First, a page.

And even when schools do provide ways for girls to be involved in STEM, the absence of frustration when catching a glimpse of the true STEM workplace isn’t guaranteed. 

“Academy does a great job providing us with opportunities, but unfortunately, because women in STEM isn’t commonplace yet, sometimes I find we’re unable to compete with larger co-ed schools when it comes to robotics competitions. Other teams, who are typically all males, have at least five corporate sponsors to fund their robots. We don’t really have that, besides the budget administration gives us, and what comes out of our own wallets. It’s frustrating to think that no one wants to sponsor an all-female team,” said Bailey. 

In a world growing increasingly technological by the day, it’s more important than ever that girls persevere in their pursuit of STEM. Science, technology, engineering, and math each require a diversity of viewpoints for human advancement — a diversity that girls can more than provide. It’s been proven that gender-diverse teams achieve more, and make better decisions: the first airbags and speech-recognition software, each initially headed by all-male teams, did not meet success until female engineers joined the projects. Some of NASA’s most notable early feats would not be possible without female mathematician Katherine Johnson.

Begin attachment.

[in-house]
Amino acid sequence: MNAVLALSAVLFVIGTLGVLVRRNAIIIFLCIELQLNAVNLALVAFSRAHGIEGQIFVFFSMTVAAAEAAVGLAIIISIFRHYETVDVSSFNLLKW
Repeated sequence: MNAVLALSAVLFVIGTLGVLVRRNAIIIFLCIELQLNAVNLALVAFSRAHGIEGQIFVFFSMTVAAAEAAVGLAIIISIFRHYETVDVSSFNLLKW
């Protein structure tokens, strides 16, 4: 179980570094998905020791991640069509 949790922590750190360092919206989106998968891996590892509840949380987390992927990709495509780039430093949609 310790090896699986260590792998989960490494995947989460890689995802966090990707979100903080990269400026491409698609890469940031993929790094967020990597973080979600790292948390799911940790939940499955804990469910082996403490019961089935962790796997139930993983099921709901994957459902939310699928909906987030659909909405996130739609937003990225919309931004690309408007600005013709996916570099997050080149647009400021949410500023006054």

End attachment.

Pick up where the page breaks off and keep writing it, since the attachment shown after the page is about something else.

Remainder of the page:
“It’s super important for our world that girls be involved in STEM. For us to reap the fullest benefits of innovation, we need a diversity of people designing for a diverse world. My favorite example of this is in car design: when safety features are being tested in cars, they run scenarios on one dummy that’s sized for males, and because of this, women have an outrageously higher likelihood of dying in crashes because they’re not accounted for in the design process. It’s not that the car industry has anything against women, but when everyone in a design room is male, that product will be designed for males,” said Calculus and Engineering Teacher Anne Wynn.

But to normalize women, too, changing the course of history, the STEM stigma must be eliminated, and the STEM gap between the sexes must be closed. To do so, according to the AAUW, girls must be given the skills and confidence to succeed in math and science, STEM education and support must be improved as early as kindergarten; universities must work to recruit and retain women into STEM majors, and exclusively-male cultures must be broken. But most significantly, the stigma that girls cannot like science and still be girls, must be eliminated. 

“When different people and perspectives are brought together, the better the overall design will be — and to build the best possible world, we need the most diversity possible in STEM, and that begins with women,” said Wynn.